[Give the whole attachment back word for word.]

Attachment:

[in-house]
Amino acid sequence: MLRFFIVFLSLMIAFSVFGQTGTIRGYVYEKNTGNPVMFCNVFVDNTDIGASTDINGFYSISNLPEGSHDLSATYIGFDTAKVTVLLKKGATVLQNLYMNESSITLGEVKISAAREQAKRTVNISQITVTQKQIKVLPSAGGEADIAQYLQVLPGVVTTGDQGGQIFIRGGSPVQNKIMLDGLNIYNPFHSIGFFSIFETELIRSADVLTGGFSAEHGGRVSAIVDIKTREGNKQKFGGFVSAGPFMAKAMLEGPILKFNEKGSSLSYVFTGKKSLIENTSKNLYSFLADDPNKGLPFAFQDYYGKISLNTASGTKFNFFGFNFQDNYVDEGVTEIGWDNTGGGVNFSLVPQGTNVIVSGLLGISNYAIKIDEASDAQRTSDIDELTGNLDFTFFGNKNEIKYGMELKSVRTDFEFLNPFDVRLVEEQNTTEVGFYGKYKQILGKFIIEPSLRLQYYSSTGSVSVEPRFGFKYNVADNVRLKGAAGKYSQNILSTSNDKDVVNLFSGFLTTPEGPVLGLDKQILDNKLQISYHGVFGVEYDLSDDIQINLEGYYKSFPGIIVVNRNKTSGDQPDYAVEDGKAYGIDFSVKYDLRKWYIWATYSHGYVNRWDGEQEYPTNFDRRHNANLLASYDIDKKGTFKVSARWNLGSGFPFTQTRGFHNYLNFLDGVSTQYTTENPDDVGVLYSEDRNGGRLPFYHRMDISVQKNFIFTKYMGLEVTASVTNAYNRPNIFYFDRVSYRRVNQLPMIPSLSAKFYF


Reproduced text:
[in-house]
Amino acid sequence: MLRFFIVFLSLMIAFSVFGQTGTIRGYVYEKNTGNPVMFCNVFVDNTDIGASTDINGFYSISNLPEGSHDLSATYIGFDTAKVTVLLKKGATVLQNLYMNESSITLGEVKISAAREQAKRTVNISQITVTQKQIKVLPSAGGEADIAQYLQVLPGVVTTGDQGGQIFIRGGSPVQNKIMLDGLNIYNPFHSIGFFSIFETELIRSADVLTGGFSAEHGGRVSAIVDIKTREGNKQKFGGFVSAGPFMAKAMLEGPILKFNEKGSSLSYVFTGKKSLIENTSKNLYSFLADDPNKGLPFAFQDYYGKISLNTASGTKFNFFGFNFQDNYVDEGVTEIGWDNTGGGVNFSLVPQGTNVIVSGLLGISNYAIKIDEASDAQRTSDIDELTGNLDFTFFGNKNEIKYGMELKSVRTDFEFLNPFDVRLVEEQNTTEVGFYGKYKQILGKFIIEPSLRLQYYSSTGSVSVEPRFGFKYNVADNVRLKGAAGKYSQNILSTSNDKDVVNLFSGFLTTPEGPVLGLDKQILDNKLQISYHGVFGVEYDLSDDIQINLEGYYKSFPGIIVVNRNKTSGDQPDYAVEDGKAYGIDFSVKYDLRKWYIWATYSHGYVNRWDGEQEYPTNFDRRHNANLLASYDIDKKGTFKVSARWNLGSGFPFTQTRGFHNYLNFLDGVSTQYTTENPDDVGVLYSEDRNGGRLPFYHRMDISVQKNFIFTKYMGLEVTASVTNAYNRPNIFYFDRVSYRRVNQLPMIPSLSAKFYF